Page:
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Accounting News Roundup: The IRS Hates On Gay Marriage; Damon Dash in Tax Trouble; Small Businesses Complain About Accounting Fees | 08.09.11

China, U.S. vow to step up audit oversight cooperation [Xinhua]
Officials from China and United States have pledged to increase cooperation on cross-border audit oversight, China’s securities regulator said Monday, in the wake of a string of accounting scandals of U.S.-listed Chinese companies. The two parties aimed to improve the quality of auditing and accounting information of public companies, protect the rights of investors and assist in safeguarding of financial markets in both countries, the China Securities Regulatory Commission (CSRC) said in a statement on its website.

Damon Dash Talks $3 Million Tax Debt [MTV]
The once-flamboyant Roc-A-Fella Records co-founder Damon Dash is now in debt. In July, The Detroit News reported that the music mogul and Jay-Z’s former business partner owes almost $3 million in back taxes, according to a tax lien filed June 30. On Friday, Dash visited the “Sway in the Morning” radio show on Shade 45 and spoke to host and MTV News correspondent Sway Calloway about his recent troubles with the IRS. After being asked about owing “$2 million,” Dash quickly set the record straight: “I owe way more than $2 million in taxes. That must’ve just been the IRS,” Dash said, laughing, before admitting that he was in a bad space financially. “Nah, nah, I’m f—ed up.”

Rich say wealth managers not worth as much as accountants [Citywire]
Wealth managers and advisers might be dismayed to hear that 60% of high net worth clients would expect to pay an adviser less than their accountant, and do not believe investment management is good value for money. The findings form part of management consulting firm MDRC’s 2011 UK High Net Worth Report, which is based on contributions from more than 4,000 high net worth individuals and 600 ultra high net worths. The report also found that nearly 90% of respondents would expect to pay their financial adviser less than their lawyer.

IRS shows newly married gay couples no love [MSNBC]
For all those same-sex newlyweds in New York, Lawrence S. Jacobs has a message: Enjoy the Champagne and the honeymoon, but expect no gifts from the IRS. Jacobs, a lawyer in Washington, specializes in estate planning for same-sex couples — and in delivering the bad news that their unions aren’t legal in the eyes of the IRS, a policy that will cost them time and money during tax season. Same-sex couples in Washington, which last year legalized gay marriage, must fill out a federal return to make calculations required for their D.C. joint return. But then they must set that work aside and fill out separate federal returns because the IRS doesn’t regard their union as legal, Jacobs says. “You just spent decades getting your marriage recognized, and now the feds say, ‘No, you’re not,’” says Jacobs, who as a partner in a same-sex marriage has firsthand experience of the problem.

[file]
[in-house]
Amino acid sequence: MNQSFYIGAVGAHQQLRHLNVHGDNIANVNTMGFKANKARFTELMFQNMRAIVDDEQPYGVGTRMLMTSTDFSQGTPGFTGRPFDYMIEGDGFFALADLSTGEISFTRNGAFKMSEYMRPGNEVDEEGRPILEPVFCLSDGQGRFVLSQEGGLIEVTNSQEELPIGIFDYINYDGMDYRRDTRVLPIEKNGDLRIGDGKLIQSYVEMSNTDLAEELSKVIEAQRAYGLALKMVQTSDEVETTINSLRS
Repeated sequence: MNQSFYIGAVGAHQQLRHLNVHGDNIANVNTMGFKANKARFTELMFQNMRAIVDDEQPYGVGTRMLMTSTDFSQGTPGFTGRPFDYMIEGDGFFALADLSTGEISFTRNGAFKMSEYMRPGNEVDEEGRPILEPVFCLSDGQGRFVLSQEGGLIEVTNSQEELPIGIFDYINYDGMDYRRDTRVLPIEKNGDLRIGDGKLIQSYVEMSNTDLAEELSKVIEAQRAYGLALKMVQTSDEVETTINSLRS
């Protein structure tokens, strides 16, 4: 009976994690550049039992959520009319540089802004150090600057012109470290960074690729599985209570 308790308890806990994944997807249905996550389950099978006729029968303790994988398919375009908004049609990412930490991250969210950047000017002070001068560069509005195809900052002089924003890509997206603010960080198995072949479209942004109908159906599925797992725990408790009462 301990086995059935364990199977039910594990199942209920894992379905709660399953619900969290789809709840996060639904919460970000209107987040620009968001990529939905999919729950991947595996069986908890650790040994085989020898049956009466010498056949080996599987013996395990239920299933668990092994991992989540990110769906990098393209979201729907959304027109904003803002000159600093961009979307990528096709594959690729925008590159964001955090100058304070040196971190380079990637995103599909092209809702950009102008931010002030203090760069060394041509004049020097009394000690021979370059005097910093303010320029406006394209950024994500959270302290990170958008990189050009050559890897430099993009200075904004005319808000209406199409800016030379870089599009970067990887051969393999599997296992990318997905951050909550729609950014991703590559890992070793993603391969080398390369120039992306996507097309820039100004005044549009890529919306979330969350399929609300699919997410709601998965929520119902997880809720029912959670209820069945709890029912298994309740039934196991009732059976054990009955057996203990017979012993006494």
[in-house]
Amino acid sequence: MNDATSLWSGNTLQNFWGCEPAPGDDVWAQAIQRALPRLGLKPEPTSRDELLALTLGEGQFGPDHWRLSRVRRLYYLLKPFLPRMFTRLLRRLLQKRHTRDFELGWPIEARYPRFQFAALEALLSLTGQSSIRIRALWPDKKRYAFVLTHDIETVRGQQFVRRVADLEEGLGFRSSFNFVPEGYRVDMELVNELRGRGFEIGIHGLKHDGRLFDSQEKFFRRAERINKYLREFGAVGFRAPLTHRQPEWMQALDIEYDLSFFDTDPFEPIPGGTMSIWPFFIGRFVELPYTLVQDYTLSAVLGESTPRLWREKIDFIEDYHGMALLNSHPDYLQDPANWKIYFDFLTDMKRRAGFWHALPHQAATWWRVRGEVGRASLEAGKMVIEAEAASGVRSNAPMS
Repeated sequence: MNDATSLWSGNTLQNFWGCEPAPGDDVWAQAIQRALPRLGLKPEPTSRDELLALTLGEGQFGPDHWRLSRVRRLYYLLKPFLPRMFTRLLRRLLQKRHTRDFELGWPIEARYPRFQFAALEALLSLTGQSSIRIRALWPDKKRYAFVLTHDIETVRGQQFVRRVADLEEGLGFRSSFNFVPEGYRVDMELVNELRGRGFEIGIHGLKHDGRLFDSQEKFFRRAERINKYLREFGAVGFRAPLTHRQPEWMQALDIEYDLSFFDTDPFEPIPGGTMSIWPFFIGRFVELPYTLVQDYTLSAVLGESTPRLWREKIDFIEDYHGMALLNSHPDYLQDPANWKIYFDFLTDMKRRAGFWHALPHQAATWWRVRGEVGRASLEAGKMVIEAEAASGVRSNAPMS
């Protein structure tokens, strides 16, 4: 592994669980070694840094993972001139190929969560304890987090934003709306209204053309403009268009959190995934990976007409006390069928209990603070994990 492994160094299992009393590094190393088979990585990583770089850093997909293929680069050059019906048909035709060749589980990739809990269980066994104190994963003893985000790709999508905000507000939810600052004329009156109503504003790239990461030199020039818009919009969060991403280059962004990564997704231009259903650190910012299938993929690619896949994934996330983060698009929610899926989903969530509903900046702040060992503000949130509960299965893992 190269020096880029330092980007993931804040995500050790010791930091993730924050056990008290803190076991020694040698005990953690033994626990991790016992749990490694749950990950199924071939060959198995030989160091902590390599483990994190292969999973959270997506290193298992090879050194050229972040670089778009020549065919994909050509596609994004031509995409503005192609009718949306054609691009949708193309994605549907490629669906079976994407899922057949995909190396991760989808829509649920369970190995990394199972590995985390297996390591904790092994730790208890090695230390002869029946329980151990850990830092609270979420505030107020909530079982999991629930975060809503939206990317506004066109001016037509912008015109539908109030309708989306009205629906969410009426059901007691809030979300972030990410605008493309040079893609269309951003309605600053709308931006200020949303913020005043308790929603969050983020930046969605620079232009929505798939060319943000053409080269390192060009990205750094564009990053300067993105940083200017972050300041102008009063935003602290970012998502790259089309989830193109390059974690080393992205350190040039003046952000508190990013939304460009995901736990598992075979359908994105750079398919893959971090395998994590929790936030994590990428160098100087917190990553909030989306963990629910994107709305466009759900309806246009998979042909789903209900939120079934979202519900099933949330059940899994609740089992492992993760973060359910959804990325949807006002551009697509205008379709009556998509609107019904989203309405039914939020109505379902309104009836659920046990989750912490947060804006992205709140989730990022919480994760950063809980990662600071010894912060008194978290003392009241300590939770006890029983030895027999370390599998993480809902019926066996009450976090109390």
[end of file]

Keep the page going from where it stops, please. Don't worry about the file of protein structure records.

Small firms not happy with rising accountancy fees [Fresh Business Thinking]
According to new research 15% of small businesses say that rising fees is their biggest accounting gripe. The survey of 269 businesses by, which questioned attitudes to and experiences of accountants, was carried out in July. Other top gripes were jargon, or ‘accountant-speak’, and charging for communication such as phone calls and emails — 18% combined agreed these were pet hates.

The IRS’ Amnesty Program for Foreign Account Holders: What You Need to Know [Reuters]
In case you have missed the recent press coverage on unreported foreign bank and other financial accounts, the IRS announced a second amnesty initiative earlier this year. The good news, if you have not already disclosed your foreign financial accounts, is that under the amnesty you can avoid criminal prosecution and get back into the system at a relatively low cost.

Almost 1,500 Millionaires Do Not Pay Income Tax [ABC]
At a time when America is borrowing about 40 cents of every dollar it spends because tax revenues cannot keep up with government spending, hundreds of America’s wealthiest households are paying no income tax at all. According to a recently released IRS report, almost 1,500 of America’s 230,000 millionaires avoided paying any federal income tax in 2009.

Cantor urges GOP to resist tax hike pressure after S&P downgrade [The Hill]
House Majority Leader Eric Cantor (R-Va.) told Republican lawmakers to expect — and resist — increased pressure to raise taxes following the downgrade of the U.S. credit rating by Standard and Poor’s. “Over the next several months, there will be tremendous pressure on Congress to prove that S&P’s analysis of the inability of the political parties to bridge our differences is wrong,” Cantor wrote Monday in a memo to House Republicans. “In short, there will be pressure to compromise on tax increases. We will be told that there is no other way forward. I respectfully disagree.”

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